Dinah Shore Weekend (also known as the Dinah or Dinah) is a series of parties for Lesbians held in Palm Springs, California one week before Latin Easter. That same weekend, Palm Springs also hosts an internationally famous women’s golf tournament named after Dinah Shore. The two events have no official connection other than the use of Dinah Shore’s name. Dinah Shore Weekend parties have become a staple in American Lesbian festive folklife.
The Golf Tournament
Singer and television star Dinah Shore, a long-time supporter of women’s professional golf, founded the Colgate/Dinah Shore Winner’s Circle Golf Championship in 1972, which became the first important women’s tournament in the USA. This tournament is one of four major golf tournaments on the Ladies Professional Golf Association (LPGA) Tour, and is held every spring in Rancho Mirage, California.
Rumors questioning if Dinah Shore (who died in 1994) was homosexual are unfounded, and she never publicly supported the Lesbian community. Many women who attend the Dinah Shore festivities that occur outside of the tournament do not even know who she was.
In her article, “Dinah Shore Weekend” in her column, “Don’t Quote Me” (www.afterellen.com, published February 22, 2006), Kim Ficera gives a humorous description of the responses she received from Dinah attendees:
“Who the fuck was Dinah Shore?” is a question I was asked a few times by the inebriated the year I went to the infamous party known simply as Dinah. And it’s a fair question given that one of Shore’s major contributions to society was a hit from the 40′s, unfamiliar to most lesbians — a little ditty called “It’s So Nice to Have a Man Around the House”… The Q & A usually went something like this:
“Dinah was an entertainer,” I told one young woman.
“Was she at Stonehenge?”
“Hmm.” I thought about that.
“Maybe. But I think you mean Stonewall.”
“No. No, I mean Stonehenge.”
“Oh, you’re talking about the Great Stonehenge Lesbian Upheaval?” I asked.
“No, she wasn’t there; that was Dinah Washington.”
The Dinah Shore Weekend has been called the closest thing Lesbians have to a Gay men’s Circuit party. The Circuit is a series of large dance-oriented festivals held in major cities. The men’s parties have more to do with recreational drugs and house/tribal house music than the Dinah. Nevertheless, the Dinah Shore Weekend has been cited as the inspiration for one of the Circuit’s premier events, White Party-Palm Springs, which usually occurs the weekend after Dinah Shore Weekend.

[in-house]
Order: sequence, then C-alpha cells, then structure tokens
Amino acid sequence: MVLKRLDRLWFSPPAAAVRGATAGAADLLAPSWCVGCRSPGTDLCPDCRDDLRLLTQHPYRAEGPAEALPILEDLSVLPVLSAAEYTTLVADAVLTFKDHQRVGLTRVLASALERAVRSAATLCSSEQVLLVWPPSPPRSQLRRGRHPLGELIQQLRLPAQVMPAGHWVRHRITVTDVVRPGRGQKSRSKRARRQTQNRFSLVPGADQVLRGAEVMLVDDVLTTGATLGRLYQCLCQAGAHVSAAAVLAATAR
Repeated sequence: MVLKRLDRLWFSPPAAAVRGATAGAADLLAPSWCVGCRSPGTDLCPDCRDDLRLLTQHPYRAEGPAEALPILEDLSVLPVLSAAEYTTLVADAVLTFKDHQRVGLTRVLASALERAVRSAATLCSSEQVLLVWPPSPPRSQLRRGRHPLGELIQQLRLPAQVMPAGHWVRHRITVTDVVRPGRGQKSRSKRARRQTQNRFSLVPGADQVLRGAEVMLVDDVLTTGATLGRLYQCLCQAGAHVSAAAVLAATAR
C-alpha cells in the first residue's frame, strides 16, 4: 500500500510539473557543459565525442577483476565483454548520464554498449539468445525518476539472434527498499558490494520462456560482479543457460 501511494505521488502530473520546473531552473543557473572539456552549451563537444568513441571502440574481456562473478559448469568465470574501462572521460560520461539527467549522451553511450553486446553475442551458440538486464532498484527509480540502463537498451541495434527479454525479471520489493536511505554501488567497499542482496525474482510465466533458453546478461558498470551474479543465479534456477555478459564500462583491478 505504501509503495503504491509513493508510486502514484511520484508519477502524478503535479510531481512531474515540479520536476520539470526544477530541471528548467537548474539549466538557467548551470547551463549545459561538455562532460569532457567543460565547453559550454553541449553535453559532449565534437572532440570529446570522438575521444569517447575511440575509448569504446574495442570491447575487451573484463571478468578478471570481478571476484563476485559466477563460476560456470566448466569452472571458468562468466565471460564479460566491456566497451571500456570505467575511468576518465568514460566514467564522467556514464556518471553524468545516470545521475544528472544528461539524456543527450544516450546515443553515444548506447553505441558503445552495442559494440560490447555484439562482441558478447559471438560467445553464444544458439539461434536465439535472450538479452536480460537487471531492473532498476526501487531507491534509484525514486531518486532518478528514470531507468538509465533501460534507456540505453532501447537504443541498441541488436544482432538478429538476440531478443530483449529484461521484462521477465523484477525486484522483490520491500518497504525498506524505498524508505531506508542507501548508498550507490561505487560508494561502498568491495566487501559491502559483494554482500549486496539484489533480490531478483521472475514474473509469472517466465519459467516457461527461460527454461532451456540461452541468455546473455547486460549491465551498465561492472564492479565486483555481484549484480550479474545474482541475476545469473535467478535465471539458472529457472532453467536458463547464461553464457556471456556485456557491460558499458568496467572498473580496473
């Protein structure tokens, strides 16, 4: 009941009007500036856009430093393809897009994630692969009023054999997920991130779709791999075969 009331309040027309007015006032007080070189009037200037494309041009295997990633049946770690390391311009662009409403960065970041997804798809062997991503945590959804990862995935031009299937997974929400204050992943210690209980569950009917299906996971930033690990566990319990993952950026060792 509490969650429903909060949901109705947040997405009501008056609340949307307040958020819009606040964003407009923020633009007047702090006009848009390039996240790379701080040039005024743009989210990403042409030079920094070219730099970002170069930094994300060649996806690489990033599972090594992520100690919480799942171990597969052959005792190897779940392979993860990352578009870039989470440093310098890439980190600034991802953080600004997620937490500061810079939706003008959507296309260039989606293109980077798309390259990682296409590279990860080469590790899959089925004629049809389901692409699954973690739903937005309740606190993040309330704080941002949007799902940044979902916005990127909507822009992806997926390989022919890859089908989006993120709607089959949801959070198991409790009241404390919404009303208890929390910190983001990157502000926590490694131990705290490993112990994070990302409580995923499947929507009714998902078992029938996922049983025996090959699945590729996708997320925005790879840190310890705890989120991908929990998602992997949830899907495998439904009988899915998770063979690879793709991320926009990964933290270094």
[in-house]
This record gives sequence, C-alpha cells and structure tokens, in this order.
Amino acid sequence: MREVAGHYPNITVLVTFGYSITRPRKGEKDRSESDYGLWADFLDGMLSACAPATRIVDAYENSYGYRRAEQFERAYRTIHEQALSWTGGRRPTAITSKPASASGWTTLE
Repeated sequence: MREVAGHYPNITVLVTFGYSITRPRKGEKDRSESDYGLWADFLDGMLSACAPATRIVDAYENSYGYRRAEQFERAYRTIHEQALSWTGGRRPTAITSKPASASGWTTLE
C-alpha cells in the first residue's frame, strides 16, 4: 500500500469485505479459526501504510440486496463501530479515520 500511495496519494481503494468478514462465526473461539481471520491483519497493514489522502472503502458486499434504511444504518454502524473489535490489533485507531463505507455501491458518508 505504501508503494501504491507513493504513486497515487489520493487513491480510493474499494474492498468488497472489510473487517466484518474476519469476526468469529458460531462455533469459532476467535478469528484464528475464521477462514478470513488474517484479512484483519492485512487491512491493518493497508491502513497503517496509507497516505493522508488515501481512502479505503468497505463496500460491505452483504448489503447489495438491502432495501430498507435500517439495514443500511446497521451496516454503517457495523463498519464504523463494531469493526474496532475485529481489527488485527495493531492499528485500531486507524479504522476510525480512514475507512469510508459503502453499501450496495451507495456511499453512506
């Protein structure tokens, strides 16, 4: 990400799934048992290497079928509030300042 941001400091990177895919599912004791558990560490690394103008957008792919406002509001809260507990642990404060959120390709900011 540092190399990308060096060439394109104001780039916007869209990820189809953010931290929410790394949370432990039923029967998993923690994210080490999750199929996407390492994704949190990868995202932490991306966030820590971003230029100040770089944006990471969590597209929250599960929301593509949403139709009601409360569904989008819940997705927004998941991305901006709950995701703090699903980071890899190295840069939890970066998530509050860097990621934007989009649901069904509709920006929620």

Origins of Lesbian Festival During Dinah Shore Tournament
The first parties during the Dinah Shore were underground gatherings, usually at someone’s home. During the 1980s, Kathy Miller and Caroline Clone, a Lesbian club promoter from Los Angeles, began to throw more visible parties. Mariah Hanson, promoter of San Francisco’s Club Skirts, created the first package weekend by taking over the Palm Mountain resort and booking the Palm Springs Art Museum (initially the Desert Museum) for a party. Sandy Sachs and Robin Gans teamed up with Mariah Hanson to create a weekend of parties, including their own women’s White Party.
When Sachs/Gans and Hanson went their separate ways, they sponsored two distinct events. Sachs and Gans produced events such as the Pure White party, Wet N’ Wild, and Jungle Fever. Hanson produced the White Diamonds party, Cabana pool party, and a comedy night.
The Nabisco Dinah Shore LPGA golf classic is not the only golf event during the Dinah Shore weekend. Caroline “Lina” Haines created the Lina Shore golf classic, a golf tournament during the weekend specifically for Lesbians, in 1988. Most women that participate in this event are different than the under 35, upscale women that participate in the Circuit-esque parties at the Dinah Shore events.
Ficera, Kim. “Don’t Quote Me: Dinah Shore Weekend.” Advocate 22 February 2006, accessed April 2010.
McQuade, Aaron. “Dueling Dinahs.” Advocate 20 December 2005.
Miller, C. “Better Living Through Circuitry: Lesbians and Circuit Parties.” Gay Tourism: Culture, Identity, and Sex. Eds. Clift, S., Luongo, M., and Callister, C. London: Continuum, 2002.
Stockwell, Anne. “Dinah! Dinah! Dinah!” Advocate 05 April 2006.